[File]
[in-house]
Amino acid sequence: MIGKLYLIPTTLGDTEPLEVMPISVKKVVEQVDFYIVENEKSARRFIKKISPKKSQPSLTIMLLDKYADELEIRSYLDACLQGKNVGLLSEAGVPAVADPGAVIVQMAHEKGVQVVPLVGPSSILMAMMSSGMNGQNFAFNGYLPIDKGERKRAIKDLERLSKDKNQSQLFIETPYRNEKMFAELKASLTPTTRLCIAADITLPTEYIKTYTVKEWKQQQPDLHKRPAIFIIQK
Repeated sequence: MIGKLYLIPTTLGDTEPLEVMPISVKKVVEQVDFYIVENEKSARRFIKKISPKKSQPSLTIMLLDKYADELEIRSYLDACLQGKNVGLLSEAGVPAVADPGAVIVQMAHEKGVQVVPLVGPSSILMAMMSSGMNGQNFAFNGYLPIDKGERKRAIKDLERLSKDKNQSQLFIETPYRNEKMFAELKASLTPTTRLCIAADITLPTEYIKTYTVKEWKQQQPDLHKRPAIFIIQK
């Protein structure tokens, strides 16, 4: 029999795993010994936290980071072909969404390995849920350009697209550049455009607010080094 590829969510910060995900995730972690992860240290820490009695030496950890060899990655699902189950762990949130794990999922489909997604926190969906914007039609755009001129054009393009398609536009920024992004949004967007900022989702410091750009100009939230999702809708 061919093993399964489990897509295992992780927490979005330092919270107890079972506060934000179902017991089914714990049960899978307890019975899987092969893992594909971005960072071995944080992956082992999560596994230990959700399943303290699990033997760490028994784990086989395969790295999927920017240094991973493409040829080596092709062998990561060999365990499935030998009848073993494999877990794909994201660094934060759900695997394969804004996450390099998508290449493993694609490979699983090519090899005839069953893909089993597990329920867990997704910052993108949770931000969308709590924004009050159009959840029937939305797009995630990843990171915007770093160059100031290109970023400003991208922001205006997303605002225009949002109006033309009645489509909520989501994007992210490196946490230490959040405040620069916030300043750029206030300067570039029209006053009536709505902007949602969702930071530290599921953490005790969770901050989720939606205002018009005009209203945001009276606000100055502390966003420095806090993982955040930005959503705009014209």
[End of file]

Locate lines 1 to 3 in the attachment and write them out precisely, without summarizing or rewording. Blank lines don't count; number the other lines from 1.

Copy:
[in-house]
Amino acid sequence: MIGKLYLIPTTLGDTEPLEVMPISVKKVVEQVDFYIVENEKSARRFIKKISPKKSQPSLTIMLLDKYADELEIRSYLDACLQGKNVGLLSEAGVPAVADPGAVIVQMAHEKGVQVVPLVGPSSILMAMMSSGMNGQNFAFNGYLPIDKGERKRAIKDLERLSKDKNQSQLFIETPYRNEKMFAELKASLTPTTRLCIAADITLPTEYIKTYTVKEWKQQQPDLHKRPAIFIIQK
Repeated sequence: MIGKLYLIPTTLGDTEPLEVMPISVKKVVEQVDFYIVENEKSARRFIKKISPKKSQPSLTIMLLDKYADELEIRSYLDACLQGKNVGLLSEAGVPAVADPGAVIVQMAHEKGVQVVPLVGPSSILMAMMSSGMNGQNFAFNGYLPIDKGERKRAIKDLERLSKDKNQSQLFIETPYRNEKMFAELKASLTPTTRLCIAADITLPTEYIKTYTVKEWKQQQPDLHKRPAIFIIQK